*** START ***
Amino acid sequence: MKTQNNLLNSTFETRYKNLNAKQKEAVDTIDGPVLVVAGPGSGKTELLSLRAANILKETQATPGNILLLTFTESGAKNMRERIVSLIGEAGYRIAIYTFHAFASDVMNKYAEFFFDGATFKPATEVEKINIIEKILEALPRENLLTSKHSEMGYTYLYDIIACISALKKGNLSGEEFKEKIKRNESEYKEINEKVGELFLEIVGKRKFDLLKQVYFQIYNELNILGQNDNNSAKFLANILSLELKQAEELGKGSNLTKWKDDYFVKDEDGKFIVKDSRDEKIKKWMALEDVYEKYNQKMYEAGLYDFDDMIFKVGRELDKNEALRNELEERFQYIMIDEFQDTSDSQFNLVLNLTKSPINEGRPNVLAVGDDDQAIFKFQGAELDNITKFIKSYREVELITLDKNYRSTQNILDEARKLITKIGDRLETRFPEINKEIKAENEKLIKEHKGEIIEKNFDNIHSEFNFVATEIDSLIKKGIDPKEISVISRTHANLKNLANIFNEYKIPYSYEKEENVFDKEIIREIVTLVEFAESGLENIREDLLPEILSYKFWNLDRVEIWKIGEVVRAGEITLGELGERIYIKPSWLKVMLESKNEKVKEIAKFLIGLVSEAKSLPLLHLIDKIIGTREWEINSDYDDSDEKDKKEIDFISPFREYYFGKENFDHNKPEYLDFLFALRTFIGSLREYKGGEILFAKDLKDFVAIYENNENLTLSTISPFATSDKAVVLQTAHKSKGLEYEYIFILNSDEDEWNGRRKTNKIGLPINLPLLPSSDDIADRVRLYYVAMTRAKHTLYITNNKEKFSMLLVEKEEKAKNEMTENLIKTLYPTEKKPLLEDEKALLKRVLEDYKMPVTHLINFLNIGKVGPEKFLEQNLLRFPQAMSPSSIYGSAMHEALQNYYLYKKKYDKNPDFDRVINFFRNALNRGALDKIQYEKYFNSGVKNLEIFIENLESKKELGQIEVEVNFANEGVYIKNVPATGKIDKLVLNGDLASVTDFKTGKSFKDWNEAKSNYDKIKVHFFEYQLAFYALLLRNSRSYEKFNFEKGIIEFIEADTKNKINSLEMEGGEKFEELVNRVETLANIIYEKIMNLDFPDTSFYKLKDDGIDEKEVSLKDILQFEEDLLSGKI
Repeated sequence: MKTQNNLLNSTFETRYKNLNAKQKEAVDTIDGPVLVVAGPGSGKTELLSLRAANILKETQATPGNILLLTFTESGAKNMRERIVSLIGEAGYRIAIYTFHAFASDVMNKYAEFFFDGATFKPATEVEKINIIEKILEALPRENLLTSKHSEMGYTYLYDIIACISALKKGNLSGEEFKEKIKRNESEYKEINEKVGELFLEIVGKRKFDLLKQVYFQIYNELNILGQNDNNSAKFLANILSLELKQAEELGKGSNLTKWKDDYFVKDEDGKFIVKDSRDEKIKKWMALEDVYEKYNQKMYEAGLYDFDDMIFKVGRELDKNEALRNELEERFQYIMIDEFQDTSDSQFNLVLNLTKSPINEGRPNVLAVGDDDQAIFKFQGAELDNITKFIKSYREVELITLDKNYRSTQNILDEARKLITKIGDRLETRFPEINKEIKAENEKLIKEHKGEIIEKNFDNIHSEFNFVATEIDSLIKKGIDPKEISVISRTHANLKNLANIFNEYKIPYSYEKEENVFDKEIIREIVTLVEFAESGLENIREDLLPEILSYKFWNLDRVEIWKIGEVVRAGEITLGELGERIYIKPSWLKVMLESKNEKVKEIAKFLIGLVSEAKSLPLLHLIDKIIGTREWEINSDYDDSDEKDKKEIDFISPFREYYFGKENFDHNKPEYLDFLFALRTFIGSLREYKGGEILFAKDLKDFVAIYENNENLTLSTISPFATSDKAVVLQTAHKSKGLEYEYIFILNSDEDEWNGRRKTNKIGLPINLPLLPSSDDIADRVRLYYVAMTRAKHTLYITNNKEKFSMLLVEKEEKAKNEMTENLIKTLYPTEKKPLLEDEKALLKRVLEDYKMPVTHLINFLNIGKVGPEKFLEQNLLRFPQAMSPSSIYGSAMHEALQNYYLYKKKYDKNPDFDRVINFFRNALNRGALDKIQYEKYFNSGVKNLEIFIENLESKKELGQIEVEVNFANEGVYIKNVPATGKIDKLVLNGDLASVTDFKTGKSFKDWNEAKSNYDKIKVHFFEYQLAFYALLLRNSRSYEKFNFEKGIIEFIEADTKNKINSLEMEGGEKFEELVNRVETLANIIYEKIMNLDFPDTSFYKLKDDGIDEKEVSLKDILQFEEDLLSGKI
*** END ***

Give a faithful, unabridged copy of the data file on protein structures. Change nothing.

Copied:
Amino acid sequence: MKTQNNLLNSTFETRYKNLNAKQKEAVDTIDGPVLVVAGPGSGKTELLSLRAANILKETQATPGNILLLTFTESGAKNMRERIVSLIGEAGYRIAIYTFHAFASDVMNKYAEFFFDGATFKPATEVEKINIIEKILEALPRENLLTSKHSEMGYTYLYDIIACISALKKGNLSGEEFKEKIKRNESEYKEINEKVGELFLEIVGKRKFDLLKQVYFQIYNELNILGQNDNNSAKFLANILSLELKQAEELGKGSNLTKWKDDYFVKDEDGKFIVKDSRDEKIKKWMALEDVYEKYNQKMYEAGLYDFDDMIFKVGRELDKNEALRNELEERFQYIMIDEFQDTSDSQFNLVLNLTKSPINEGRPNVLAVGDDDQAIFKFQGAELDNITKFIKSYREVELITLDKNYRSTQNILDEARKLITKIGDRLETRFPEINKEIKAENEKLIKEHKGEIIEKNFDNIHSEFNFVATEIDSLIKKGIDPKEISVISRTHANLKNLANIFNEYKIPYSYEKEENVFDKEIIREIVTLVEFAESGLENIREDLLPEILSYKFWNLDRVEIWKIGEVVRAGEITLGELGERIYIKPSWLKVMLESKNEKVKEIAKFLIGLVSEAKSLPLLHLIDKIIGTREWEINSDYDDSDEKDKKEIDFISPFREYYFGKENFDHNKPEYLDFLFALRTFIGSLREYKGGEILFAKDLKDFVAIYENNENLTLSTISPFATSDKAVVLQTAHKSKGLEYEYIFILNSDEDEWNGRRKTNKIGLPINLPLLPSSDDIADRVRLYYVAMTRAKHTLYITNNKEKFSMLLVEKEEKAKNEMTENLIKTLYPTEKKPLLEDEKALLKRVLEDYKMPVTHLINFLNIGKVGPEKFLEQNLLRFPQAMSPSSIYGSAMHEALQNYYLYKKKYDKNPDFDRVINFFRNALNRGALDKIQYEKYFNSGVKNLEIFIENLESKKELGQIEVEVNFANEGVYIKNVPATGKIDKLVLNGDLASVTDFKTGKSFKDWNEAKSNYDKIKVHFFEYQLAFYALLLRNSRSYEKFNFEKGIIEFIEADTKNKINSLEMEGGEKFEELVNRVETLANIIYEKIMNLDFPDTSFYKLKDDGIDEKEVSLKDILQFEEDLLSGKI
Repeated sequence: MKTQNNLLNSTFETRYKNLNAKQKEAVDTIDGPVLVVAGPGSGKTELLSLRAANILKETQATPGNILLLTFTESGAKNMRERIVSLIGEAGYRIAIYTFHAFASDVMNKYAEFFFDGATFKPATEVEKINIIEKILEALPRENLLTSKHSEMGYTYLYDIIACISALKKGNLSGEEFKEKIKRNESEYKEINEKVGELFLEIVGKRKFDLLKQVYFQIYNELNILGQNDNNSAKFLANILSLELKQAEELGKGSNLTKWKDDYFVKDEDGKFIVKDSRDEKIKKWMALEDVYEKYNQKMYEAGLYDFDDMIFKVGRELDKNEALRNELEERFQYIMIDEFQDTSDSQFNLVLNLTKSPINEGRPNVLAVGDDDQAIFKFQGAELDNITKFIKSYREVELITLDKNYRSTQNILDEARKLITKIGDRLETRFPEINKEIKAENEKLIKEHKGEIIEKNFDNIHSEFNFVATEIDSLIKKGIDPKEISVISRTHANLKNLANIFNEYKIPYSYEKEENVFDKEIIREIVTLVEFAESGLENIREDLLPEILSYKFWNLDRVEIWKIGEVVRAGEITLGELGERIYIKPSWLKVMLESKNEKVKEIAKFLIGLVSEAKSLPLLHLIDKIIGTREWEINSDYDDSDEKDKKEIDFISPFREYYFGKENFDHNKPEYLDFLFALRTFIGSLREYKGGEILFAKDLKDFVAIYENNENLTLSTISPFATSDKAVVLQTAHKSKGLEYEYIFILNSDEDEWNGRRKTNKIGLPINLPLLPSSDDIADRVRLYYVAMTRAKHTLYITNNKEKFSMLLVEKEEKAKNEMTENLIKTLYPTEKKPLLEDEKALLKRVLEDYKMPVTHLINFLNIGKVGPEKFLEQNLLRFPQAMSPSSIYGSAMHEALQNYYLYKKKYDKNPDFDRVINFFRNALNRGALDKIQYEKYFNSGVKNLEIFIENLESKKELGQIEVEVNFANEGVYIKNVPATGKIDKLVLNGDLASVTDFKTGKSFKDWNEAKSNYDKIKVHFFEYQLAFYALLLRNSRSYEKFNFEKGIIEFIEADTKNKINSLEMEGGEKFEELVNRVETLANIIYEKIMNLDFPDTSFYKLKDDGIDEKEVSLKDILQFEEDLLSGKI